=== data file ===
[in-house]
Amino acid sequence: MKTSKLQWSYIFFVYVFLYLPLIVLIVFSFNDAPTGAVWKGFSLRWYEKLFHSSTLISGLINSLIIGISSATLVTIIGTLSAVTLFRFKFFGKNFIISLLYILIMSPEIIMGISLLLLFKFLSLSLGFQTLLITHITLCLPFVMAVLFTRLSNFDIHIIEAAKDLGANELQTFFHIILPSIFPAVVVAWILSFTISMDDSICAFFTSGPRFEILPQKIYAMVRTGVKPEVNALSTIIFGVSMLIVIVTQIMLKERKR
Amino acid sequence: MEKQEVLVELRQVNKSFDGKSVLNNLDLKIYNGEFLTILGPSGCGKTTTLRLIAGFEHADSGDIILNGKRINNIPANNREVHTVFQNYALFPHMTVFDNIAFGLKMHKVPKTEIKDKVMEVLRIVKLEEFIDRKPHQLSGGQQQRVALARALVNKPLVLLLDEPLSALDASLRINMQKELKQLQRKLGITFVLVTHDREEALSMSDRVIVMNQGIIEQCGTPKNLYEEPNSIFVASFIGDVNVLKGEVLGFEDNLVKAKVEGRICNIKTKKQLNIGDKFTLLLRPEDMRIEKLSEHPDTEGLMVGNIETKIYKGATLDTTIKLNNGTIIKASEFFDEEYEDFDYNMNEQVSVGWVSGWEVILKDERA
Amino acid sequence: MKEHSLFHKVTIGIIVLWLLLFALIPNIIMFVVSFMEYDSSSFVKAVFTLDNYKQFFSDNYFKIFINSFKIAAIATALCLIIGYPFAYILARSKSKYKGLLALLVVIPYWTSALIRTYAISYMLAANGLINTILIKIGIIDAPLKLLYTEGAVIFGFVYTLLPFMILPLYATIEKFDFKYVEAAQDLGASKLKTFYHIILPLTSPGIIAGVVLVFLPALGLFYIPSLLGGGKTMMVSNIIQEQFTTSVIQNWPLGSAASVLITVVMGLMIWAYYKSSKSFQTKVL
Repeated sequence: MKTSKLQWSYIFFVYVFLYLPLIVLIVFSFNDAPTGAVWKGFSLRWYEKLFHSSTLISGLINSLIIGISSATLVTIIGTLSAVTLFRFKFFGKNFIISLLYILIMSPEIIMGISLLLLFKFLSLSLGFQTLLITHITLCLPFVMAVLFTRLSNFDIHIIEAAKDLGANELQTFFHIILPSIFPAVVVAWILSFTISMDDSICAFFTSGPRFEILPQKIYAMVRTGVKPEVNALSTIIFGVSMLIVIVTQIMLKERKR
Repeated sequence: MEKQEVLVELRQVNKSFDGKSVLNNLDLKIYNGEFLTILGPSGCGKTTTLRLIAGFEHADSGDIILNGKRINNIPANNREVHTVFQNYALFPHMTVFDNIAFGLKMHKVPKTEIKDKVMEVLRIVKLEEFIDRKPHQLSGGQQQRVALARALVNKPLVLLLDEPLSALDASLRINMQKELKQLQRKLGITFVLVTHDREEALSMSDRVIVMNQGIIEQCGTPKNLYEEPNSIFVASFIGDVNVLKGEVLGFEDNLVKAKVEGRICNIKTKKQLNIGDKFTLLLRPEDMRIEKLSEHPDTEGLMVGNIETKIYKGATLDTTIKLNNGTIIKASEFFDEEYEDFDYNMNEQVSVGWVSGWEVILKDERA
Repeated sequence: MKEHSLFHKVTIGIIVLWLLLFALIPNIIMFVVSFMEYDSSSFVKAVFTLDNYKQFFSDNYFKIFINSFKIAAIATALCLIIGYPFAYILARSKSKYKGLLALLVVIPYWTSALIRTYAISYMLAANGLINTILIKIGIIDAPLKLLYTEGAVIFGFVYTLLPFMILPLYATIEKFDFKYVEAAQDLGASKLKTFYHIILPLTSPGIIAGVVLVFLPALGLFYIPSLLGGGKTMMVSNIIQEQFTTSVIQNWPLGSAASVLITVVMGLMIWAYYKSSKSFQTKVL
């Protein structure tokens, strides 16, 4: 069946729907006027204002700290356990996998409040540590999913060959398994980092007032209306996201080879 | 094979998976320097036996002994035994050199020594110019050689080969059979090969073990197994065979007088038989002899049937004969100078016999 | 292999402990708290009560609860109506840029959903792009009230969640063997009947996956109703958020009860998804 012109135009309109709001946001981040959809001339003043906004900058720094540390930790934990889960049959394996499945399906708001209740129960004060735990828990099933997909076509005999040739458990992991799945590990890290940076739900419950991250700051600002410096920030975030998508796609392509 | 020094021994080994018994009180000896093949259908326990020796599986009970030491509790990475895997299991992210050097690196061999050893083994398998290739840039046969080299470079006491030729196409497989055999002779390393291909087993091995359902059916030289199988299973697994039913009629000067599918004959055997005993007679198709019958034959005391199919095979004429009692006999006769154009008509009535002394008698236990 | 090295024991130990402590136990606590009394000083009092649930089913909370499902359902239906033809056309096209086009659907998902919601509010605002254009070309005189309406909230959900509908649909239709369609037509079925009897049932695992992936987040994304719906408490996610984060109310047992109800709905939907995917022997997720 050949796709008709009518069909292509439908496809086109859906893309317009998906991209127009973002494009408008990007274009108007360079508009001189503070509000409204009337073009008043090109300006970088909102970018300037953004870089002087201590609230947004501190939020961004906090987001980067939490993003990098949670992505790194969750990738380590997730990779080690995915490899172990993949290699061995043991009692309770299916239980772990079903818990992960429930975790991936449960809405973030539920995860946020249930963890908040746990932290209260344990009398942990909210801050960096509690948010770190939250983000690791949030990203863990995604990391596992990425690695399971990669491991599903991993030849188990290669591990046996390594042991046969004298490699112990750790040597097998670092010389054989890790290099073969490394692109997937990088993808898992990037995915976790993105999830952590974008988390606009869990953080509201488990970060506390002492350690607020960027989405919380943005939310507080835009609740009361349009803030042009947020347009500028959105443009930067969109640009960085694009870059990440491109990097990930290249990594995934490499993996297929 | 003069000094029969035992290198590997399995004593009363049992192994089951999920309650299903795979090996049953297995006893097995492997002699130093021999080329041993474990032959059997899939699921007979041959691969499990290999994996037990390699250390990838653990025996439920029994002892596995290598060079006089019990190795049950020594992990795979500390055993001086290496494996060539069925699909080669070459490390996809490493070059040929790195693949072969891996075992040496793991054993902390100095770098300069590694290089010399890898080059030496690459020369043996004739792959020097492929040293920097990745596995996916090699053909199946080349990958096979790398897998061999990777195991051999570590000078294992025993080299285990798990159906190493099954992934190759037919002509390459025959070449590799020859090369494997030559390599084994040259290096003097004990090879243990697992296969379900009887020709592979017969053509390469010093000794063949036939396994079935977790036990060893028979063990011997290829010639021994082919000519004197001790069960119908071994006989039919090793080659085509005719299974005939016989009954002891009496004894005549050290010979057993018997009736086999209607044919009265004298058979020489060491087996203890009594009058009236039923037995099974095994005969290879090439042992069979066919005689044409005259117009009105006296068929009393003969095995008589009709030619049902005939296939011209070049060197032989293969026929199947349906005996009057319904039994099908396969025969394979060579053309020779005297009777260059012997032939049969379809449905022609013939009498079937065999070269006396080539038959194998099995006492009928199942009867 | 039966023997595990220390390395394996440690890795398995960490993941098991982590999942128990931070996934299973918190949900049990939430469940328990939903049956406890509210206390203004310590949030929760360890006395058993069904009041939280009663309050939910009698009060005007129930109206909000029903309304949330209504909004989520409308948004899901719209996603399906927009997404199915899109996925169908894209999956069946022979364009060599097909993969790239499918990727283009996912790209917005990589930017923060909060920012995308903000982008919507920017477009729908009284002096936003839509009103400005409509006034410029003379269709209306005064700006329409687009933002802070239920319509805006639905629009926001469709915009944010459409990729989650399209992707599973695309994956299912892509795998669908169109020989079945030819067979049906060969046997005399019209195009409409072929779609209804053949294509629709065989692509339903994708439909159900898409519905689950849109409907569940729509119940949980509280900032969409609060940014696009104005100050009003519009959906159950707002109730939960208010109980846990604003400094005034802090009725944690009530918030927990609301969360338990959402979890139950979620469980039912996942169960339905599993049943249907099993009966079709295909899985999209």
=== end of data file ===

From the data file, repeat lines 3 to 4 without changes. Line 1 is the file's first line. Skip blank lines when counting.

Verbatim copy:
Amino acid sequence: MEKQEVLVELRQVNKSFDGKSVLNNLDLKIYNGEFLTILGPSGCGKTTTLRLIAGFEHADSGDIILNGKRINNIPANNREVHTVFQNYALFPHMTVFDNIAFGLKMHKVPKTEIKDKVMEVLRIVKLEEFIDRKPHQLSGGQQQRVALARALVNKPLVLLLDEPLSALDASLRINMQKELKQLQRKLGITFVLVTHDREEALSMSDRVIVMNQGIIEQCGTPKNLYEEPNSIFVASFIGDVNVLKGEVLGFEDNLVKAKVEGRICNIKTKKQLNIGDKFTLLLRPEDMRIEKLSEHPDTEGLMVGNIETKIYKGATLDTTIKLNNGTIIKASEFFDEEYEDFDYNMNEQVSVGWVSGWEVILKDERA
Amino acid sequence: MKEHSLFHKVTIGIIVLWLLLFALIPNIIMFVVSFMEYDSSSFVKAVFTLDNYKQFFSDNYFKIFINSFKIAAIATALCLIIGYPFAYILARSKSKYKGLLALLVVIPYWTSALIRTYAISYMLAANGLINTILIKIGIIDAPLKLLYTEGAVIFGFVYTLLPFMILPLYATIEKFDFKYVEAAQDLGASKLKTFYHIILPLTSPGIIAGVVLVFLPALGLFYIPSLLGGGKTMMVSNIIQEQFTTSVIQNWPLGSAASVLITVVMGLMIWAYYKSSKSFQTKVL